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Twitter trolls & nostalgic fans: The internet’s contribution to film-making

Written by Film

The Internet is a pretty powerful tool. Give Twitter the power to make a decision (Boaty McBoaty face scandal I am looking at you), and be prepared for either immediate regret or, on some rare occasions, actual advice.

Admittedly I spend far too much time online, especially down one of the many gates to hell that is ‘film Twitter’. Predominately seen to be full of film critics from generations gone by who just can’t understand how you can call yourself a ‘film fan’ if you don’t know about La Jetee or actually liked Avatar – their aim isn’t so much as to spread the love and appreciation of film, but take it away from those who enjoy it by shaming them on how much others know about cinema. From this perspective, it’s a pretty depressing place to hang out (I swear I do have friends). 

Sonic director Jeff Fowler changed some design aspects of the film following a negative online reaction. Image:IMDB

Yet sometimes the internet can work wonders. When the first trailer for Sonic the Hedgehog was released last April, few people at Paramount (let alone anyone who had seen the trailer) probably slept well. The biggest problem the Internet had? The teeth. Sonics’ teeth were terrifying. One headline on PC Gamer put it best: it was “creepy as hell”, and the 46,000 dislikes it currently has on YouTube reflects that pretty well. Director Jeff Fowler, however, took the more constructive criticism on board, tweeting; “Thank you for the support. And the criticism. The message is loud and clear… you aren’t happy with the design & you want changes. It’s going to happen. Everyone at Paramount & Sega are fully committed to making this character the BEST he can be.”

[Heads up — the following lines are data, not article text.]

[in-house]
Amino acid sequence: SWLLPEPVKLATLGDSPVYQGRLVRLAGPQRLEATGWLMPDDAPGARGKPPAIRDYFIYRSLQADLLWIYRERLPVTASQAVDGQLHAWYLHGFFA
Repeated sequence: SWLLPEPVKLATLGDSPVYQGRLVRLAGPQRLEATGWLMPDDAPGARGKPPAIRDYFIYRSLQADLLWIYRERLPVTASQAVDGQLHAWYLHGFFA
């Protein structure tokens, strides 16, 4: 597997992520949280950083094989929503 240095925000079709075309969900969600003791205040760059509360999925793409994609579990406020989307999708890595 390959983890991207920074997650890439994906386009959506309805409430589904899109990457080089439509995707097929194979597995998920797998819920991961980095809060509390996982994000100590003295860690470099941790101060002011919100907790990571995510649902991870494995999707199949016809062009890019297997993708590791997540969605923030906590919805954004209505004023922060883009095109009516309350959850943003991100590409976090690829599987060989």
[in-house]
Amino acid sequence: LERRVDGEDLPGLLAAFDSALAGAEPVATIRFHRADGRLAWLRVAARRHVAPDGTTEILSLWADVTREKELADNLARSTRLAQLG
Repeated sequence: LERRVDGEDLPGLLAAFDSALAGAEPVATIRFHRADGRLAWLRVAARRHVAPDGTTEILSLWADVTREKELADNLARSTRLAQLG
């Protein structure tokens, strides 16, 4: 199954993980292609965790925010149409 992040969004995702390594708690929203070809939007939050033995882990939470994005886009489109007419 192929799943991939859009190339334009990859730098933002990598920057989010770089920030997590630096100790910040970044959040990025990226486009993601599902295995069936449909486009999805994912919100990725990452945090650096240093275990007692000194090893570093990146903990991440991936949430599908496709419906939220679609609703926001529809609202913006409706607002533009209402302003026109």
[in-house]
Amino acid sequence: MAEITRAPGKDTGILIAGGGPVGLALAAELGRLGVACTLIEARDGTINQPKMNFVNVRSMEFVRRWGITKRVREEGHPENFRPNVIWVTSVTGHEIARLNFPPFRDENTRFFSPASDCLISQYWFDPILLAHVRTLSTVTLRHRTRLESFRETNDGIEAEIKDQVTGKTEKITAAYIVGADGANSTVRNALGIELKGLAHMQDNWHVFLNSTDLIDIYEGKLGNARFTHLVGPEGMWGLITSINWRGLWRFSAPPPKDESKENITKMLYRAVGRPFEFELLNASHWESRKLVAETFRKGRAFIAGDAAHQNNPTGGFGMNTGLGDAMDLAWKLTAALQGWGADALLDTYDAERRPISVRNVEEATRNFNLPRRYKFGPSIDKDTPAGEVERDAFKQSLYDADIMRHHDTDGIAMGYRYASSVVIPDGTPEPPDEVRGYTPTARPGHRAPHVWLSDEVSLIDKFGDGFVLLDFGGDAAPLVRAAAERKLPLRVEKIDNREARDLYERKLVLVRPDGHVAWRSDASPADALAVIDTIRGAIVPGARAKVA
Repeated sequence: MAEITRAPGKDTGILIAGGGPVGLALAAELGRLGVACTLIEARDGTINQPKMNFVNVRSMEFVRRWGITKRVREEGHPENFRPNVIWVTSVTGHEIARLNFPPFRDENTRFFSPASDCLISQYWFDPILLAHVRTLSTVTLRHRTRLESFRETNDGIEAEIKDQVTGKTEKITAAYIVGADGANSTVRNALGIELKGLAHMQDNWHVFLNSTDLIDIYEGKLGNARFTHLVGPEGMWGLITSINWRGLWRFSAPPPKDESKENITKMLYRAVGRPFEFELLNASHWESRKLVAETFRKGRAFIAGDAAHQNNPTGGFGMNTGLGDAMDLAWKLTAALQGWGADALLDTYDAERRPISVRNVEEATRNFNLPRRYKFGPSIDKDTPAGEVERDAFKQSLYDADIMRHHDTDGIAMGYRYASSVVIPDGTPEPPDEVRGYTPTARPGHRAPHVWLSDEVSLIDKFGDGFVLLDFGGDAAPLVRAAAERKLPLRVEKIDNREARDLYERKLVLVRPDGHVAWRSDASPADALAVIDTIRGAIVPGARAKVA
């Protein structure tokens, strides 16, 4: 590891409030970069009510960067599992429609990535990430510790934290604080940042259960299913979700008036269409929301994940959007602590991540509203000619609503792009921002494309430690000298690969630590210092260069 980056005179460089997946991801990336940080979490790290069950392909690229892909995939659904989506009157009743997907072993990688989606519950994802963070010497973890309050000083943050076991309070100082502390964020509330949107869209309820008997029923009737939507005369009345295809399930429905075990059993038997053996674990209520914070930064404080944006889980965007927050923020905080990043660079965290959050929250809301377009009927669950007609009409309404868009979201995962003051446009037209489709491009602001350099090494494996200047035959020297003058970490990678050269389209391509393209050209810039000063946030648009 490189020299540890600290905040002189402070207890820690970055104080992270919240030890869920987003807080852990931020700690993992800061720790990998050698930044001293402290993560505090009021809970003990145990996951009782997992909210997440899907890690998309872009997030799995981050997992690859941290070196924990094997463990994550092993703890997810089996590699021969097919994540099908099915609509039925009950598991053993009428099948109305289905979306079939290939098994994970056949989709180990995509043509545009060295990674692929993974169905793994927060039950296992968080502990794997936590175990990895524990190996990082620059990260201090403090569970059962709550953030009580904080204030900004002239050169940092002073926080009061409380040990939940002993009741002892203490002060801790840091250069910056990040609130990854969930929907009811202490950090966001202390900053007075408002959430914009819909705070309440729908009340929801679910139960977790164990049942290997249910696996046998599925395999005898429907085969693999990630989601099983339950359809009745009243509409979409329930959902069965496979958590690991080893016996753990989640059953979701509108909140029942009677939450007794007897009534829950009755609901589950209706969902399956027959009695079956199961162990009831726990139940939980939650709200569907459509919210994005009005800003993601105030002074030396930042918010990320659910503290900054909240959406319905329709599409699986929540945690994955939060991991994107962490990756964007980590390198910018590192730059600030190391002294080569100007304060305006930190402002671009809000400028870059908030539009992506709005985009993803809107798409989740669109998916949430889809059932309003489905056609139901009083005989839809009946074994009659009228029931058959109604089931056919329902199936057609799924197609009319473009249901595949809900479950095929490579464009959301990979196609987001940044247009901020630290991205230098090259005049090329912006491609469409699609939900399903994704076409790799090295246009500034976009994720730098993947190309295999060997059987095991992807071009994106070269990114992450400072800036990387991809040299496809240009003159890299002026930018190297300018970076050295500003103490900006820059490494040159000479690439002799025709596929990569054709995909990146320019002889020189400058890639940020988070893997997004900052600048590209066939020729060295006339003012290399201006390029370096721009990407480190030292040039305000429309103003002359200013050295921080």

And everyone stayed true to their word; the release was pushed back, and the Sonic we see in cinemas at the moment is much more reminiscent of the video games and much less likely to give you blue-hedgehog induced nightmares. 

But, unfortunately, trolls loom round every corner. The more ‘opinionated’ members of the online film community somehow become the loudest voice in the room. In 2018, Kelly Marie Tran left social media, after the Internet backlashed against her role in Star Wars: The Last Jedi. Despite her character, Rose Tico, being the first female lead of colour in the franchise, the ‘Wookieepedia’ page for Rose was “altered by contributors with offensive, racist language” (as reported by Variety).

Dispite a positive reception from dedicated fans, Star Wars actress Kelly Marie Tran was subjected to sustained, vile abuse online Image:IMDB

But who was controlling the language and toxicity of the fandom? Who should? As Tran wrote when speaking out for the first time in her op-ed piece for The New York Times; “It wasn’t their words, it’s that I started to believe them. Their words seemed to confirm what growing up as a woman and a person of colour already taught me: that I belonged in margins and spaces, valid only as a minor character in their lives and stories.” This case of toxicity in fandom proves the need for more diverse film critics, who have a big influence online. I don’t what to know what Rose Tico meant to a middle-aged man who doesn’t like the sequels – I want to know what she means to that young Asian-American women who hadn’t seen herself represented in that cinematic universe before. 

These are two contradicting examples of fandom online. I’m extremely lucky with the interactions I’ve had, but not everyone is. Fans are supposed to be united by a mutual love; there is no ‘rule-book’ on how to be a “proper” fan. But I do know that you don’t have to know every minute detail about the Millennium Falcon. You don’t have to have seen all the films ten times over, and you don’t have to have read every Marvel comic in existence. There’s no checklist to ‘become’ a fan – because as one, you’re not entitled to much, except sharing a love for cinema. 

Below: Heroines of Star Wars panel from Star Wars Celebration 2017.

In response to the amount of abuse aimed at female members of the Star Wars fandom by other ‘so-called fans’ online this panel was set up to celebrate the contributions of female cast, crew & fans to the franchise.

Panellists include Daisy Ridley (Rey), Ashley Eckstein (Ahsoka Tano), Tiya Sircar (Sabine Wren) & Lucasfilm’s ‘Story Group’ member Carrie Beck, alongside head of Lucasfilm animation Dave Filoni. Hosted by Women of Star Wars author & mega-fan Amy Ratcliffe.

Last modified: 20th February 2020

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